Looking to other markets, and the current search and rescue requirements out to tender within the industry, he points out that with many private operators providing SAR services, as in the UK, this sector is also an area of potential interest for LCI.

Although Maunder freely admits that COVID-19 did have an impact on helicopter operations, he acknowledges that, compared to commercial fixed-wing operators, the industry got off relatively lightly. In addition, he believes it may well recover far quicker than other aviation sectors, thanks in part to the introduction of new technology and new aircraft types.

“I am extremely passionate about the latest technology coming from many of the OEMs. The main four are all producing new developments, environment. It’s what all four OEMs are currently striving for and introducing.”

When asked about the market prospects for different regions of the world, Maunder points out that the Asia-Pacific market is showing signs of steady growth, before offering insight into other areas.

“The US market, from our point of view, seems to be much more focused on people who want to own their aircraft – in which case it’s not our market, because we are a lessor – but that is beginning to change. The biggest difference in the US HEMS market compared to Europe, Australia and other places is that, in the US, they’re prepared to accept single-engined helicopters flying over built-up areas, whereas there’s a twin-turbine requirement elsewhere.

“From our position, we can see activity everywhere, but in South America, both West and East Africa, and offshore Africa, there are political issues.

“I think what has to be remembered in our particular aviation sector is that the upsurge within the rotor sector started about 18 months ago, and we weren’t too tarnished by the fixed-wing market. Presently, there’s certainly a shortage of good AW139s out there, which is putting pressure on lessors to supply them,” notes Maunder.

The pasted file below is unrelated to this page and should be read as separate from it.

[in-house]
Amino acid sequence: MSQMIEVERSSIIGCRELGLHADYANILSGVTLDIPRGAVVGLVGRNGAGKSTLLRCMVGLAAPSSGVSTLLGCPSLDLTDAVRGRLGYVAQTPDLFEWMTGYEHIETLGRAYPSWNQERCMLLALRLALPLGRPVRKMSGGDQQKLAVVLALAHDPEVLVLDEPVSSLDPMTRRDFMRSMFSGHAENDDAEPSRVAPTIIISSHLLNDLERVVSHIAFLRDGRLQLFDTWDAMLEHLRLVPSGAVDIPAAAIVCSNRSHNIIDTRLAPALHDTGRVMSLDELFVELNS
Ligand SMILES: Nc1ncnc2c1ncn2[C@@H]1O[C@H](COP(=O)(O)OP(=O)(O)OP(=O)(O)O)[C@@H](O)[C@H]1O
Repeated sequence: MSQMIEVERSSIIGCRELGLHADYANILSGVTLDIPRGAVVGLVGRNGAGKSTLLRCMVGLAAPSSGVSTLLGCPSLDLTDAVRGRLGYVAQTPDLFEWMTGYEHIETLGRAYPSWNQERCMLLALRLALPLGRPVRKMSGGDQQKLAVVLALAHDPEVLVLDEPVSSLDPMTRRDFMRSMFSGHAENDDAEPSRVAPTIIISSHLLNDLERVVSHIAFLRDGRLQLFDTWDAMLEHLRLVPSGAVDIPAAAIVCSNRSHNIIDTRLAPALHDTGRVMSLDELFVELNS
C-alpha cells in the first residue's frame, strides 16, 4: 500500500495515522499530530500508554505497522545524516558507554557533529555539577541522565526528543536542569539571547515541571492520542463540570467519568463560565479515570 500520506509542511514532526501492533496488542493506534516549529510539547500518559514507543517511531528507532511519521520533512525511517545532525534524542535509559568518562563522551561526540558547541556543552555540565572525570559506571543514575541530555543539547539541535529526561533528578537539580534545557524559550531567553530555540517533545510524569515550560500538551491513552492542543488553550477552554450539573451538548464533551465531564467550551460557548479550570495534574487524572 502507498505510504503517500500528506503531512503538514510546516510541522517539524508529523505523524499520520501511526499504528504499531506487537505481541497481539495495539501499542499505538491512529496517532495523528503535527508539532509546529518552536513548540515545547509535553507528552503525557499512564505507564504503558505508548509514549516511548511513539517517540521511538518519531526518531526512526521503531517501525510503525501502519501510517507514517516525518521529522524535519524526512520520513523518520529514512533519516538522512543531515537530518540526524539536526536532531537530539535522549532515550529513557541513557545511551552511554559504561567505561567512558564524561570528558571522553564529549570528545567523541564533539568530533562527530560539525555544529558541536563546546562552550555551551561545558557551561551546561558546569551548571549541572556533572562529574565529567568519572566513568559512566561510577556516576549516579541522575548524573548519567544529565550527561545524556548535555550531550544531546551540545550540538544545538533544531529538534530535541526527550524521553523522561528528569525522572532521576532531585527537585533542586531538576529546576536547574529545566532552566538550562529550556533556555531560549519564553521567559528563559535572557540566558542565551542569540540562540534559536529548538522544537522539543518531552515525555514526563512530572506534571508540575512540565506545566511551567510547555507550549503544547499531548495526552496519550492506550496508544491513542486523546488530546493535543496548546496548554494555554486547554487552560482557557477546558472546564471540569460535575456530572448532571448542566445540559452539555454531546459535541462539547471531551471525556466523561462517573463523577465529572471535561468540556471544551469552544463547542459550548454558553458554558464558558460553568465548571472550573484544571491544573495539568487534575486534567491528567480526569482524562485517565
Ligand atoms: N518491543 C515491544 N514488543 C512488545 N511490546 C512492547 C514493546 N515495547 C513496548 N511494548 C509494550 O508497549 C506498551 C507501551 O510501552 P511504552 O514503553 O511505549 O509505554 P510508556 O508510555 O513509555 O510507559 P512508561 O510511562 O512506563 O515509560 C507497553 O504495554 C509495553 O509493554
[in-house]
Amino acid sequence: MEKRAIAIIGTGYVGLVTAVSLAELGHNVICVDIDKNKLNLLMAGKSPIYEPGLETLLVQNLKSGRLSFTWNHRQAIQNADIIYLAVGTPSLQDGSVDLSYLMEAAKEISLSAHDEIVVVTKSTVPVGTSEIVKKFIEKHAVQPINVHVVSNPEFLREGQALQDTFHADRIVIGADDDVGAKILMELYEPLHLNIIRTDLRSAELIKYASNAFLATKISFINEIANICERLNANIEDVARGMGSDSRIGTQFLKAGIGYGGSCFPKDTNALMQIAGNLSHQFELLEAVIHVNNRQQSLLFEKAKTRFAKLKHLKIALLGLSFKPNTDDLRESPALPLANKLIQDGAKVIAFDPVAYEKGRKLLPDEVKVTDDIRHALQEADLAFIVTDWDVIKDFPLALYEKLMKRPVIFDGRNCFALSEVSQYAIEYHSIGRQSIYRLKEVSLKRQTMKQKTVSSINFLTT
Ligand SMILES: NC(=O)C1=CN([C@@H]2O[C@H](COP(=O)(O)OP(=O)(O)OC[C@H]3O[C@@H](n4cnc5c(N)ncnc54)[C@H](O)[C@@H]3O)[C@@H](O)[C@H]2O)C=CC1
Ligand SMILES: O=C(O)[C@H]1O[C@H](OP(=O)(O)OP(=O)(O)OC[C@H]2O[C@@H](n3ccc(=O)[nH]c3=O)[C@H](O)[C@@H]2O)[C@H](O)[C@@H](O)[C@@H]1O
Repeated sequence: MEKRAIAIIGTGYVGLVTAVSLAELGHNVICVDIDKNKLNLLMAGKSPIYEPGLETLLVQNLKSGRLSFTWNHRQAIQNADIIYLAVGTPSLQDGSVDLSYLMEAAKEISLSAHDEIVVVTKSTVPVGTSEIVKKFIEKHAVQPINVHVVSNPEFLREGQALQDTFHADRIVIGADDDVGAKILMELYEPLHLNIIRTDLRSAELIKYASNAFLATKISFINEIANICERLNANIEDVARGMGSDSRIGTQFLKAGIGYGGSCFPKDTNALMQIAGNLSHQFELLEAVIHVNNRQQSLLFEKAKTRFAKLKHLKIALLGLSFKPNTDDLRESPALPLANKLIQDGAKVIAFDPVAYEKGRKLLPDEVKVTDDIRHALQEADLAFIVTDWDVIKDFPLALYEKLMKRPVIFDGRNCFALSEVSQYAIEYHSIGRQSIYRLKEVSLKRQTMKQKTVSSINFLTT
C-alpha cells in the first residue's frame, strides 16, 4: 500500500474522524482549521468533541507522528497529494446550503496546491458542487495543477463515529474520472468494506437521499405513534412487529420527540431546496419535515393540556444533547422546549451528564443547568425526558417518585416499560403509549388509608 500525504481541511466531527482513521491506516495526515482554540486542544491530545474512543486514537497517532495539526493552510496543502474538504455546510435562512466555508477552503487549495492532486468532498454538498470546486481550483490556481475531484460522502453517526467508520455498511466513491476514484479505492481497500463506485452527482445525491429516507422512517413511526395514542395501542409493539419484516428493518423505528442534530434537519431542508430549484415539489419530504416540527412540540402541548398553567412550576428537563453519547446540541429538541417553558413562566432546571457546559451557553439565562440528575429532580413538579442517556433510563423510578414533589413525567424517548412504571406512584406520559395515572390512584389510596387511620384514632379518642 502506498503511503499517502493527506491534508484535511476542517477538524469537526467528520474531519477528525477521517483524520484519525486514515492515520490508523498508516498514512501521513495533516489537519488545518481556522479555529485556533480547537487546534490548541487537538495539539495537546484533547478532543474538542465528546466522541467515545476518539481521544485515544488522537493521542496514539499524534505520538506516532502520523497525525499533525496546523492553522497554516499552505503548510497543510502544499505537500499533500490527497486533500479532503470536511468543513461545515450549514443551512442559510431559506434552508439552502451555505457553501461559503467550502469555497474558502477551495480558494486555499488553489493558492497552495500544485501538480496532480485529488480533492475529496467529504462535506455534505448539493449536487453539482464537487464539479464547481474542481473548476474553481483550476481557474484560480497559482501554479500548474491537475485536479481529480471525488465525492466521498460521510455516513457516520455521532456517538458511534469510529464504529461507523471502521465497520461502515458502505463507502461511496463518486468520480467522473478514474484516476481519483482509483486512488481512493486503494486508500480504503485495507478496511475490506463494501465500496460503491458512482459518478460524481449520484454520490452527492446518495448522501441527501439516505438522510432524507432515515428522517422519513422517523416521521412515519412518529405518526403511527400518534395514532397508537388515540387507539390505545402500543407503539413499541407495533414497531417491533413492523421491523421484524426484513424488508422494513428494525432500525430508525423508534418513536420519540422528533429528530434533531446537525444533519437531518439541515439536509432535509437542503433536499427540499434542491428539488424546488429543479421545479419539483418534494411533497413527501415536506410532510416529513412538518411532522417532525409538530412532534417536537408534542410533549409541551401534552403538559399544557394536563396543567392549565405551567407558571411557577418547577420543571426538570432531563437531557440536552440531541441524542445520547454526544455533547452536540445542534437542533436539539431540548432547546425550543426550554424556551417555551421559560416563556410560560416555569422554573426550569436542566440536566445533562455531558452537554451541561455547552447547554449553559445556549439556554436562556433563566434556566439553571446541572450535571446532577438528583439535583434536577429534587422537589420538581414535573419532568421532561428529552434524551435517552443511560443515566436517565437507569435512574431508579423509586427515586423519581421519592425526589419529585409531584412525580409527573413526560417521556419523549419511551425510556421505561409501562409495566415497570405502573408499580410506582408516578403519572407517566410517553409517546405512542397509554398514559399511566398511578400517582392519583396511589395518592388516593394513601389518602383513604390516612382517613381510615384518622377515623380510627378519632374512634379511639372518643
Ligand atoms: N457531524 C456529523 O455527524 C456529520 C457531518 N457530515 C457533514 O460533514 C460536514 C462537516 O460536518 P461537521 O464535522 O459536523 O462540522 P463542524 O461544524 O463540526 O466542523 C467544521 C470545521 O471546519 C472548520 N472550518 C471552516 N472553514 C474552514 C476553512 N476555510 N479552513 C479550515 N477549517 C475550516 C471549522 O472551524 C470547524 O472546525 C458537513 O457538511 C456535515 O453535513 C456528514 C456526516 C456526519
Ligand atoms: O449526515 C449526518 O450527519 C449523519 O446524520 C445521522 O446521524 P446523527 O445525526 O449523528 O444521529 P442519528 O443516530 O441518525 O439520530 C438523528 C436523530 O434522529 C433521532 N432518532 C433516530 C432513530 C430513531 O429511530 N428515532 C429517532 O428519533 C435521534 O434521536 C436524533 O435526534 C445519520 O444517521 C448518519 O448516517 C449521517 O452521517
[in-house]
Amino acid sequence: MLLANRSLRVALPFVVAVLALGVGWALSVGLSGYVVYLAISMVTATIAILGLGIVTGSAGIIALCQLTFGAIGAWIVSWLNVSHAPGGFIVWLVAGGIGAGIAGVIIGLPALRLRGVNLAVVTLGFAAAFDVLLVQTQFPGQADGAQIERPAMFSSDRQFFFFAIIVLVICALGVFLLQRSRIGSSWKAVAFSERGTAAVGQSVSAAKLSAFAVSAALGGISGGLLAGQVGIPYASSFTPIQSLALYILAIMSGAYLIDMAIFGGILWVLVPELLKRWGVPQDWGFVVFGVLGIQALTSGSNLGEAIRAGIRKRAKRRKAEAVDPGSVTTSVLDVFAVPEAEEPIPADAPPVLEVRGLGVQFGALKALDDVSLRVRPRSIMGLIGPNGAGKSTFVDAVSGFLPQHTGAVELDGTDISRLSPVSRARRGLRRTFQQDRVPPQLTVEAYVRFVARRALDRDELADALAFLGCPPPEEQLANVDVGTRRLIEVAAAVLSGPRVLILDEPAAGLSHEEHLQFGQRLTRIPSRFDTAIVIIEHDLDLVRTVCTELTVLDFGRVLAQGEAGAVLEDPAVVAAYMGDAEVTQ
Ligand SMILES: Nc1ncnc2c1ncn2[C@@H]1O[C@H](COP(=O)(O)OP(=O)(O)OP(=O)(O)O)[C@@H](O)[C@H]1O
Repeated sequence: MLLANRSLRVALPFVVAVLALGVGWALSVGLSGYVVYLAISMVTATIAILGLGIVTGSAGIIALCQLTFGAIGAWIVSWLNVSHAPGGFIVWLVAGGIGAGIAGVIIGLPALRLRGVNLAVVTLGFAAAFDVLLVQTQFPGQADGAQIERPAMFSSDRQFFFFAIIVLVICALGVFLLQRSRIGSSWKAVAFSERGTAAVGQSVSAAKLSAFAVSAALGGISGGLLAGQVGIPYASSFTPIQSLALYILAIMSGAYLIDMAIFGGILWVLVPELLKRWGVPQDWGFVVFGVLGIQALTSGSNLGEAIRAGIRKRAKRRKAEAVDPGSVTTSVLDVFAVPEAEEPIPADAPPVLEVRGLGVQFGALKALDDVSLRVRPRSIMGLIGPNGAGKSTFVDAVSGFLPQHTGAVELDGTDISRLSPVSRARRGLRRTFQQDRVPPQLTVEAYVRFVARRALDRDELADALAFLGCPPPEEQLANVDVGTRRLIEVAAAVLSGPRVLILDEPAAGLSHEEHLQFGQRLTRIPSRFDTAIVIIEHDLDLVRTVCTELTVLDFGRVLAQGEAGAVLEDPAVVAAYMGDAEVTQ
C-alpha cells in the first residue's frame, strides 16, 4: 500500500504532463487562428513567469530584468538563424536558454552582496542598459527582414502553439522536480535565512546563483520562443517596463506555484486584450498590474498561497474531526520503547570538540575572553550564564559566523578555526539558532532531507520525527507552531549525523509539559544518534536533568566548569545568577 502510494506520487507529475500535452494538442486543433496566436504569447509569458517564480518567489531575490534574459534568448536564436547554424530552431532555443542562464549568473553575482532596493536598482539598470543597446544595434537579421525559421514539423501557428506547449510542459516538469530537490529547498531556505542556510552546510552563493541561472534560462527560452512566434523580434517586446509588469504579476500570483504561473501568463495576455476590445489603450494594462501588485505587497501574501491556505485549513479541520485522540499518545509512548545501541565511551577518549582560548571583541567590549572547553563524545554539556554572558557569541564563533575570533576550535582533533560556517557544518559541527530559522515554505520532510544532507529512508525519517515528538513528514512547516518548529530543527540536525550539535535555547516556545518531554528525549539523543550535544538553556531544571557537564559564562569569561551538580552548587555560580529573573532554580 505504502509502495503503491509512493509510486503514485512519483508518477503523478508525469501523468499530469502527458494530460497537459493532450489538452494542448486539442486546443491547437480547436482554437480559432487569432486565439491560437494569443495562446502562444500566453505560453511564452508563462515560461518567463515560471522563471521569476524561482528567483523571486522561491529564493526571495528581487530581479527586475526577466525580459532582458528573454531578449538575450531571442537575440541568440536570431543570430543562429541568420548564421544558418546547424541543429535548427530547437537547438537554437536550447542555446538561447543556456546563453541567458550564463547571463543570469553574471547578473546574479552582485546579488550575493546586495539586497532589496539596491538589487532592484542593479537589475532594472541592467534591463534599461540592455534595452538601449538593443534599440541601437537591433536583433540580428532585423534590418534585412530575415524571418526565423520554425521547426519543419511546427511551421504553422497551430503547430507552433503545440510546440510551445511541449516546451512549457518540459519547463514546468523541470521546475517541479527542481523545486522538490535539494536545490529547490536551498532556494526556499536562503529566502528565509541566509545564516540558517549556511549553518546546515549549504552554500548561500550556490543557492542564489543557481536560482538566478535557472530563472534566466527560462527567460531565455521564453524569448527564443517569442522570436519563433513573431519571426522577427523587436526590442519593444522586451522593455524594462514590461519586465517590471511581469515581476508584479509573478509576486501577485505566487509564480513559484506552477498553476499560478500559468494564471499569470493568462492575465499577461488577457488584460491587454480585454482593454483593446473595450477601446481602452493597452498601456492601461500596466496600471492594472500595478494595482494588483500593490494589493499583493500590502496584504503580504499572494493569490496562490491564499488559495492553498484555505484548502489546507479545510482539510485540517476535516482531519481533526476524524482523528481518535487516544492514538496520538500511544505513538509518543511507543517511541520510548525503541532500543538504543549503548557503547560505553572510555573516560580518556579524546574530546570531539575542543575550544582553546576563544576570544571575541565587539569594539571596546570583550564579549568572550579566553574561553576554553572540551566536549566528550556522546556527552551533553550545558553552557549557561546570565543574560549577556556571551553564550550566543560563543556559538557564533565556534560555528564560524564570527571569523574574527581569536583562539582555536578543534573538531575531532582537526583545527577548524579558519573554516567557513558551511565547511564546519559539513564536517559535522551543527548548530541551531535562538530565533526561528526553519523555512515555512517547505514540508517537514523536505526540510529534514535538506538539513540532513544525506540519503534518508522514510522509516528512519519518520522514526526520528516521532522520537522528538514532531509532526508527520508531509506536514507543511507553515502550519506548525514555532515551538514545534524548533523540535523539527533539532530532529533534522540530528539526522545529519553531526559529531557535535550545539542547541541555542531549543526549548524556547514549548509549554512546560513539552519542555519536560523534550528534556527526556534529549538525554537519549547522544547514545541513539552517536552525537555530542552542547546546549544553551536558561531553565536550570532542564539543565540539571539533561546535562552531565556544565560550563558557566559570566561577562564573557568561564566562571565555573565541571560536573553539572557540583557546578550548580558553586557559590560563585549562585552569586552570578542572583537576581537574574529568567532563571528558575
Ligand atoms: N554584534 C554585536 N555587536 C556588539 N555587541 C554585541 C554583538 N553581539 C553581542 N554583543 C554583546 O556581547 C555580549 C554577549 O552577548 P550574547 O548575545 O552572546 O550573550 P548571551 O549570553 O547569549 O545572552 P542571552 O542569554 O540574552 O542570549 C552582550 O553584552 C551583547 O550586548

Attractive assets

As far as LCI is concerned, the future is certainly looking bright for the rotary-wing side of its business, but there is a wider issue within the sector in relation to securing the necessary financial backing for helicopter leasing.

“Unfortunately, the helicopter market has been caught up in the fixed-wing issues, and I’m afraid the banks have been badly burned on this side and therefore assume all aviation is not a good investment sector at the moment,” says Maunder.

“But investing in a helicopter is valid. It’s an unpressurised long-life asset, with a long technology cycle. Also, how they operate is different in terms of business structure. At the moment, Airbus is already talking about rewinging the A320 in the early 2030s, and if I had invested as a lessor in this aircraft, I’d be concerned.

“For LCI as a lessor, we lease a helicopter to an operator, who in turn has a long-term contract with an EMS or offshore client. The helicopter becomes a small cog in a big wheel. It’s different to the airline world, where it is cut-throat and you’re reliant on the management of that airline being able to perform over the next 10 to 20 years.

“There’s no doubt finance is difficult, and I think we [the industry] collectively need to address that from end to end. I think it’s fair to say that there are fewer lessors
out there providing helicopters, so we need to be protected when an oil company exercises its rights of early termination. The impact on the business can be significant.

“At LCI, we are certainly not going to invest in 10 helicopters costing £20 million each if the end-user is quite prepared to walk away after a matter of months. If a company wants new-technology helicopters, they have to be prepared to play their part in the overall industry,” states Maunder.  

By Glenn Sands, Rotorhub Magazine 

To read the full article, please click here (pages 49-51)